PORTLAND —  With the eyes of the theater world trained on the never-ending saga of “Spider-Man: Turn Off the Dark” and its long-delayed Broadway opening, the big question in Portland is whether the community can support all the theater that’s available on any given weekend.

On one measurable level, we now know that the answer is no. Earlier this month, the fledgling Old Port Playhouse closed its doors amid its second season.

Then again, at same time the Old Port Playhouse was explaining its decision to patrons, a new theater company, Dramatic Repertory Company, offered its first show and drew respectable audiences to its two-week run of the drama “Blue/Orange.”

This churning of the market comes at a time when National Endowment for the Arts Chairman Rocco Landesman has warned that America is overstuffed with theater and that a thinning-out process might be in order. Essentially, Landesman believes that supply outstrips demand, and that it might be for the greater good if a few theaters closed.

Survival of the fittest, he seems to be saying.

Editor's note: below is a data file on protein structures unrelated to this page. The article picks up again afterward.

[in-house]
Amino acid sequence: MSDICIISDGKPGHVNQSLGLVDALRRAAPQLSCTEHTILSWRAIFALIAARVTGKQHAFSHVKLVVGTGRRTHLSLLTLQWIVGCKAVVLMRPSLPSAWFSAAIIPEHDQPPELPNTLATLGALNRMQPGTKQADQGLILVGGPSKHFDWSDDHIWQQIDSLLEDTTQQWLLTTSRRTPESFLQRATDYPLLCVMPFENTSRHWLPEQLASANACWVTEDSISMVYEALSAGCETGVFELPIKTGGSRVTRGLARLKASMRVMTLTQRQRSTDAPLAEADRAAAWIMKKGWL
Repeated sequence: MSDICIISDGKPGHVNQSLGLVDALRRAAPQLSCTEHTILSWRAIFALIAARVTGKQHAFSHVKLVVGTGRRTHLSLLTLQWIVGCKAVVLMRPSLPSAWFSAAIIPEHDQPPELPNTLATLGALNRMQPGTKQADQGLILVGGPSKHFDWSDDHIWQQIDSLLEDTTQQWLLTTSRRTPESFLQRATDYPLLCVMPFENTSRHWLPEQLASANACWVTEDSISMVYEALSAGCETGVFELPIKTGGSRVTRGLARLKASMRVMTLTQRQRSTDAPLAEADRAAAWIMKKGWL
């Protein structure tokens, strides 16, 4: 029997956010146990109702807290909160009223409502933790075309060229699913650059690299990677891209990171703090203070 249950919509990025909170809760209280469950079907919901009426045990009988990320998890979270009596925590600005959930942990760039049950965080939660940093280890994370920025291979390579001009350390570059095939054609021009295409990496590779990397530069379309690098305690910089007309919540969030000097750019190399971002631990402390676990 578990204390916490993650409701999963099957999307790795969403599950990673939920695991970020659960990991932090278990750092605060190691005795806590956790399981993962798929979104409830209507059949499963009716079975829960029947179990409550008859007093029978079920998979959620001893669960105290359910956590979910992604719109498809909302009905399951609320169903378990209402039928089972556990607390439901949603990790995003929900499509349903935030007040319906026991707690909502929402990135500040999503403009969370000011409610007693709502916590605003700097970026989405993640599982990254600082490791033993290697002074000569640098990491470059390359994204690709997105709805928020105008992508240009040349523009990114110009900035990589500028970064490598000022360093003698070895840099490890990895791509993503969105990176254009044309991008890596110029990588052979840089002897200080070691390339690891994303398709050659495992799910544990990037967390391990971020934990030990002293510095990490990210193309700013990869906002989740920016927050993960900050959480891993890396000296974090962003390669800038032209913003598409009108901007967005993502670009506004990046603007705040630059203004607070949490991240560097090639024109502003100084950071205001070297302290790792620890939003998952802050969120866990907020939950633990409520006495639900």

The question remains, how much is too much?

An informal survey of theater directors in Portland suggests that local companies are holding their own, the demise of the Old Port Playhouse notwithstanding. They believe the theater scene is healthy.

“We’ve had a great year, we really have,” said Brian P. Allen, artistic director of Good Theater, which is presenting its final show of the season, “Bedroom Farce,” through April 3 at the St. Lawrence Arts Center in Portland. “We had record donations in 2010, and ‘August: Osage County’ was our biggest hit ever. We had the most number of tickets sold and most number turned away.”

So popular was the season-opening show that Allen plans to bring it back. He will reprise “August: Osage County” with virtually the same cast this fall. It will open Good Theater’s 10th season.

Just the idea of a 10th season causes Allen to pause and reflect. It seems like just a few days ago that he and partner Steve Underwood were laying the groundwork for Good Theater’s first season.

They’ve had terrific fun, and audiences have responded. Filling seats has never been an issue.

If anything, Allen thinks audiences may be more discerning now than before. Whether it’s because people have more choices or because of a tight economy, people seem less inclined to buy tickets automatically.